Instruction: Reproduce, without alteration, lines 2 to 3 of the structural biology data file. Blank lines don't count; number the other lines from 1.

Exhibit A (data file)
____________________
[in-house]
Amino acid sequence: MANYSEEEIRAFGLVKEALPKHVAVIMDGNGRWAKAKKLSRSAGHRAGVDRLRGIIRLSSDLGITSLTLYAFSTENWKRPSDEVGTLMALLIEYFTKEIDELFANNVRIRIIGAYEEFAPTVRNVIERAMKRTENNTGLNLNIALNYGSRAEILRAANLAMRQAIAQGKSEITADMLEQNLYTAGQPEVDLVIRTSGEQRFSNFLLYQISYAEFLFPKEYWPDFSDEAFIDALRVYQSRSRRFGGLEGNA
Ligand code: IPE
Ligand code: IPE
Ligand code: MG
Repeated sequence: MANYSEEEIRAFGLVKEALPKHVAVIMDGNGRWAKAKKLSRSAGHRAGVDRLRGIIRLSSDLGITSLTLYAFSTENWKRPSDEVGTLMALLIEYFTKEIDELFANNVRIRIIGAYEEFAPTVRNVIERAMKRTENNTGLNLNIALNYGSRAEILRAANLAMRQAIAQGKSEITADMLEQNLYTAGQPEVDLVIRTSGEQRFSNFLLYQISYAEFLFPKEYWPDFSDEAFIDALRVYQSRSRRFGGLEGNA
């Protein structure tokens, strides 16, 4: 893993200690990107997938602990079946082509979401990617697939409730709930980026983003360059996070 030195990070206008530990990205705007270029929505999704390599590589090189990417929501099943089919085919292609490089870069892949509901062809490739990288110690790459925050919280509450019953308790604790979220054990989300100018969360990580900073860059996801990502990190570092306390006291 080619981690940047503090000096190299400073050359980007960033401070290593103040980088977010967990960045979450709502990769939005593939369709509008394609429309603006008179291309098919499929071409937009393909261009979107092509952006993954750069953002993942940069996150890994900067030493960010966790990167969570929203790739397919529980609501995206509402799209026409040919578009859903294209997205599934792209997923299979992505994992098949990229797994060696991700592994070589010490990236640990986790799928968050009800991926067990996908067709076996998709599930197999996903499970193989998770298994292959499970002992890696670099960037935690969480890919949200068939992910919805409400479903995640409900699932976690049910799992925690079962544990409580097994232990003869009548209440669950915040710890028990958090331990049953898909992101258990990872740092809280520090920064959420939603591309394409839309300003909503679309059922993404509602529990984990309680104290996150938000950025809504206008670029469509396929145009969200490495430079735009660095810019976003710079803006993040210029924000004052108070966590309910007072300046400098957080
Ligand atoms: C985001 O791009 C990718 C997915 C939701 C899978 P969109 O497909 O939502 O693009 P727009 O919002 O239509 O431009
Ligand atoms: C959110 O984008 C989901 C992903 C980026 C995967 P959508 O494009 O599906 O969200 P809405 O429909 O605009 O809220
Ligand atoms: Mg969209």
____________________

Amino acid sequence: MANYSEEEIRAFGLVKEALPKHVAVIMDGNGRWAKAKKLSRSAGHRAGVDRLRGIIRLSSDLGITSLTLYAFSTENWKRPSDEVGTLMALLIEYFTKEIDELFANNVRIRIIGAYEEFAPTVRNVIERAMKRTENNTGLNLNIALNYGSRAEILRAANLAMRQAIAQGKSEITADMLEQNLYTAGQPEVDLVIRTSGEQRFSNFLLYQISYAEFLFPKEYWPDFSDEAFIDALRVYQSRSRRFGGLEGNA
Ligand code: IPE